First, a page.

AEP readies for likely Wheeling buy of part of Mitchell coal plant

American Electric Power Service Corp. (AEPSC), on behalf of Kentucky Power and Wheeling Power, filed with the Federal Energy Regulatory Commission on Oct. 22 a copy of the latest Mitchell Plant Operating Agreement.

AEPSC asked that that commission permit the Mitchell Agreement to be made effective on Dec. 31, 2014.

Wheeling Power, a subsidiary of American Electric Power (NYSE: AEP) that up to now has only been a wires company, proposes to obtain AEP Generation Resources Inc.’s 50% undivided interest in the coal-fired Mitchell Plant and appurtenant interconnection facilities located in Moundsville, West Virginia.

Kentucky Power, another AEP subsidiary, owns the remaining 50% undivided interest in the Mitchell Plant, which it got at the end of 2013. AEP’s Ohio Power unit had to divest to the unregulated AEP Generation all of the 1,600-MW plant at the end of 2013 under a deregulation plan in Ohio. Kentucky Power picked up half of the plant to make up for the imminent shutdown of the 800-MW, coal-fired Unit 2 at its Big Sandy plant in eastern Kentucky.

On Oct. 9, a Joint Stipulation and Agreement for Settlement was filed jointly by all parties with the Public Service Commission of West Virginia that, if adopted, would authorize Wheeling to acquire the 50% interest in the Mitchell Plant, the AEPSC filing noted. Wheeling currently is awaiting approval from the West Virginia commission of that settlement.

Kentucky Power and AEP Generation currently are parties to an operating agreement pursuant to which Kentucky Power is the operator of the Mitchell Plant. In anticipation of Wheeling’s acquisition of AEP Generation’ interest in the Mitchell Plant, Kentucky Power and Wheeling have entered into the Mitchell Agreement that is the subject of this filing, pursuant to which Kentucky Power will continue to operate the plant.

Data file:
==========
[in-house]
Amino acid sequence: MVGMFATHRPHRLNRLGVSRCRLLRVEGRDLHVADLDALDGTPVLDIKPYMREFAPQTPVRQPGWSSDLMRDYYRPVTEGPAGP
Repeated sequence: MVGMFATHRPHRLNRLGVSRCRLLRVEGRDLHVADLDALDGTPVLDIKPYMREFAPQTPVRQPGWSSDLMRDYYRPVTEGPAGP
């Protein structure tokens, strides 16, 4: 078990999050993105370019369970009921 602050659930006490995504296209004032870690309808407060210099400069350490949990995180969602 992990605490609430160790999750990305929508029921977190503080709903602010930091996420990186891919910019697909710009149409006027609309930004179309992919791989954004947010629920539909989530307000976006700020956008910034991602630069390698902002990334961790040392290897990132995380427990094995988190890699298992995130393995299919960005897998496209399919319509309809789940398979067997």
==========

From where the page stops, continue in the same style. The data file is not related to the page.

The Mitchell Agreement is virtually identical to the version of the agreement that FERC accepted for Kentucky Power and AEP Generation Resources. Article One of the Mitchell Agreement sets out Kentucky Power’s and AEPSC’s functions, including their obligations to operate and maintain the plant in accordance with good utility practices, to maintain the necessary books, records, and joint bank accounts for transactions involving the Mitchell Plant, and to prepare statements detailing for Wheeling the monthly costs associated with operating and maintaining the plant. Article Two provides for the apportionment of capacity and energy between Kentucky Power and Wheeling. Section 2.3 provides that in each hour, the parties will share the units’ minimum load responsibilities in proportion to their ownership interests, and that each owner will independently dispatch its share of the capacity between minimum and full load.

Article Three details each owner’s responsibilities and obligations for the costs of installing additional or replacement facilities at the plant, and specifies generally that the cost of facilities for jointly-owned property will be allocated in accordance with the ratio of each owner’s ownership interest. Article Four discusses the owners’ working capital requirements.

Article Five provides for Kentucky Power and Wheeling to establish and maintain sufficient coal stockpiles to provide adequate fuel reserves for normal operations, and for the owners to make monthly investments in the common coal stockpiles. This article further provides the right to each owner to directly purchase fuel supplies and arrange transportation, subject to approval of procedures by the Operating Committee.

About Barry Cassell 20414 Articles
Barry Cassell is Chief Analyst for GenerationHub covering coal and emission controls issues, projects and policy. He has covered the coal and power generation industry for more than 24 years, beginning in November 2011 at GenerationHub and prior to that as editor of SNL Energy’s Coal Report. He was formerly with Coal Outlook for 15 years as the publication’s editor and contributing writer, and prior to that he was editor of Coal & Synfuels Technology and associate editor of The Energy Report. He has a bachelor’s degree from Central Michigan University.